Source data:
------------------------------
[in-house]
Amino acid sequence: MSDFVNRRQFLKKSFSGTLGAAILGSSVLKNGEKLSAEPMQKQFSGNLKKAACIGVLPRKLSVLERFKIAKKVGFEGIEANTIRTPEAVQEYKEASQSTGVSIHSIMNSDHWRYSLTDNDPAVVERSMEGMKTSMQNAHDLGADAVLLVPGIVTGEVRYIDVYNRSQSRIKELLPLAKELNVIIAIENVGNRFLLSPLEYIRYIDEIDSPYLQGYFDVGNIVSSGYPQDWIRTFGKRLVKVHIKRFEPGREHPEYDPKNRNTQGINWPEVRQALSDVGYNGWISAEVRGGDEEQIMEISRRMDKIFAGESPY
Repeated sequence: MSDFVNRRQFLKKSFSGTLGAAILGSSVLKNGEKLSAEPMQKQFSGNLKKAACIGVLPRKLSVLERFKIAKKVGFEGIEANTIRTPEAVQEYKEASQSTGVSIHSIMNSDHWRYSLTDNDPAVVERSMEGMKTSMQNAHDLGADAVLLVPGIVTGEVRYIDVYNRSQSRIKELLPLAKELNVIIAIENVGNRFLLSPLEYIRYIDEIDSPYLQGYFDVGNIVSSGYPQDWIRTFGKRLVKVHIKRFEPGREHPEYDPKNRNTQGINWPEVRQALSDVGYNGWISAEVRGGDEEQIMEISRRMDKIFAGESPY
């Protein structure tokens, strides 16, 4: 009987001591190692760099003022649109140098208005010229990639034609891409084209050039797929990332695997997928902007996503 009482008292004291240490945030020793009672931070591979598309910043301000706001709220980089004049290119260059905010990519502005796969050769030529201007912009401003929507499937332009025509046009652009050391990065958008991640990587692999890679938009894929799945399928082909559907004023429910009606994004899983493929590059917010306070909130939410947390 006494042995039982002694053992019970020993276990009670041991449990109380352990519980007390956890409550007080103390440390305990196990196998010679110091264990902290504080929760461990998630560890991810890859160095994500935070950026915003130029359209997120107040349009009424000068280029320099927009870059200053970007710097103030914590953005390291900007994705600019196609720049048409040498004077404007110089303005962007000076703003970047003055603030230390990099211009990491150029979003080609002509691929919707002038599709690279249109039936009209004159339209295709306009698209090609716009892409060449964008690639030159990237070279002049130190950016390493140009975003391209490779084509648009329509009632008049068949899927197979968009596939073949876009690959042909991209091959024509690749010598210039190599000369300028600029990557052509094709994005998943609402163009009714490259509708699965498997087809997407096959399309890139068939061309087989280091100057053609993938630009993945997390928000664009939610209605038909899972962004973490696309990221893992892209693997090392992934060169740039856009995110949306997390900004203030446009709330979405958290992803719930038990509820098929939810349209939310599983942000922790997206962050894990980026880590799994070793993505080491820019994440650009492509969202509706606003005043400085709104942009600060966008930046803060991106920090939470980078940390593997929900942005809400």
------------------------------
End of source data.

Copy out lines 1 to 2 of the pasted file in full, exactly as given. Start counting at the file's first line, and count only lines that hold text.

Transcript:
[in-house]
Amino acid sequence: MSDFVNRRQFLKKSFSGTLGAAILGSSVLKNGEKLSAEPMQKQFSGNLKKAACIGVLPRKLSVLERFKIAKKVGFEGIEANTIRTPEAVQEYKEASQSTGVSIHSIMNSDHWRYSLTDNDPAVVERSMEGMKTSMQNAHDLGADAVLLVPGIVTGEVRYIDVYNRSQSRIKELLPLAKELNVIIAIENVGNRFLLSPLEYIRYIDEIDSPYLQGYFDVGNIVSSGYPQDWIRTFGKRLVKVHIKRFEPGREHPEYDPKNRNTQGINWPEVRQALSDVGYNGWISAEVRGGDEEQIMEISRRMDKIFAGESPY